For Father’s Day, you might give Dad a card, a dinner out, or a new piece of electronic gadgetry. But what do you get for the father of a language? That’s a little trickier.
Esperanto, Turkish and Serbian have definite father figures, usually the spearhead of major language reforms. In celebration of fathers everywhere this Father’s Day, here are their stories.
Mustafa Kemal Atatürk (1881–1938) was the first president of Turkey and is easily recognizable today with his image appearing on money, statues, and banners in almost every town. The name Atatürk was granted to him by the Turkish Parliament in 1934; it literally means “Father of the Turks.” In 1928 he unveiled a new Turkish alphabet based on Latin script, not Arabic. In the 1930s, Atatürk continued his reforms with a movement to eliminate the borrowings from foreign languages that made up much of Turkish’s vocabulary, going back to words used in earlier centuries before Ottoman rule. Turkish today reflects these major shifts as well as an incredible increase of literacy since the introduction of Atatürk’s alphabet.
Dr. Ludwig Lazarus Zamenhof (1859-1917) was not a national leader, yet his created language Esperanto is spoken around the world. A polyglot in his own right (he spoke Russian, Yiddish, Polish, French, Latin, Greek, Hebrew and English, as well as had an interest in Italian, Spanish and Lithuanian), Zamenhof thought that as a common second language it would help foster diplomatic communication between speakers of different languages. Zamenhof’s first work on Esperanto, the Unua Libro (First Book) was published in 1887 under the pseudonym “Doktoro Esperanto” (Doctor Hopeful). Zamenhof called the language simply Internacia Lingvo (“International Language”), but people began to call it Esperanto, after his pseudonym. The language was recognized by UNESCO in 1954.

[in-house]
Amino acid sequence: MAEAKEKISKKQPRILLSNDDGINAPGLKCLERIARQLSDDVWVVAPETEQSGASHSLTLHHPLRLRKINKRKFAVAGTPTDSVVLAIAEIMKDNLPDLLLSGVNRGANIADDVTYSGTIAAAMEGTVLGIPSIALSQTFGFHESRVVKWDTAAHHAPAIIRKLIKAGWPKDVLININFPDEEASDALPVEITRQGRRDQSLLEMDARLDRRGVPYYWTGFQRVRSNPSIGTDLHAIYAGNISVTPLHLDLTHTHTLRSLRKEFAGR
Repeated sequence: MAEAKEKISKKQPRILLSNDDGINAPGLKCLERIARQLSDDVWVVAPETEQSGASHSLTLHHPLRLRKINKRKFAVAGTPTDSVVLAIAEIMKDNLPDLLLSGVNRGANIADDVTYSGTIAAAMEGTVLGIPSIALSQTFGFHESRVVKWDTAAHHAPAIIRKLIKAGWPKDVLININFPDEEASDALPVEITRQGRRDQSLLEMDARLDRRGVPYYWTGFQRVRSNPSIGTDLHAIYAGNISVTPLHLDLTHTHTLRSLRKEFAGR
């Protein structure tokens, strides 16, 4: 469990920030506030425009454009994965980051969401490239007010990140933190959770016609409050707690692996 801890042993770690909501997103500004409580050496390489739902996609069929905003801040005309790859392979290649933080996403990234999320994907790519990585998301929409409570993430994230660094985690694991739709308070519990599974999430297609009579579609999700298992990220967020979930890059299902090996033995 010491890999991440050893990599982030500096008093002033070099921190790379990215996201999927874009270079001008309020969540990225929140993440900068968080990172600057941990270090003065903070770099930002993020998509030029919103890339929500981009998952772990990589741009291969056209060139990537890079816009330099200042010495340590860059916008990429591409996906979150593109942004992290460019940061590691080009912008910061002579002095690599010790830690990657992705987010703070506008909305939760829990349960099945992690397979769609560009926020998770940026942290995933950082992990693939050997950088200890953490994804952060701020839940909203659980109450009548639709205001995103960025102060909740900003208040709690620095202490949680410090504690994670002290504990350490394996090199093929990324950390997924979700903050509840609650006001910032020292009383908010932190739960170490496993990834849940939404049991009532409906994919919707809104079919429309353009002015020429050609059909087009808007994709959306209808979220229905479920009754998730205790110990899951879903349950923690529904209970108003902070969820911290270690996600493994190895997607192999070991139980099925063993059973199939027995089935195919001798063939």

Less known perhaps is Vuk Stefanović Karadžić (1787–1864), considered the father of the Serbian language. A language scholar and collector of folk-literature (poetry, songs, tales, etc.), Karadžić also reformed the Serbian alphabet, writing a Serbian grammar and dictionary that are still viewed as the basis for modern Serbian Cyrillic. Karadžić’s phonetic focus of “one letter, one sound” led to a complete overhaul of the Serbian language, making the written form closer to what people actually spoke as well as much easier to read and write. Though the church and many writers strongly opposed his reforms, the Serbian government in 1868 finally adopted Karadžić’s amended alphabet, which is still used today.
Any other great fathers of language spring to mind? Let us know below!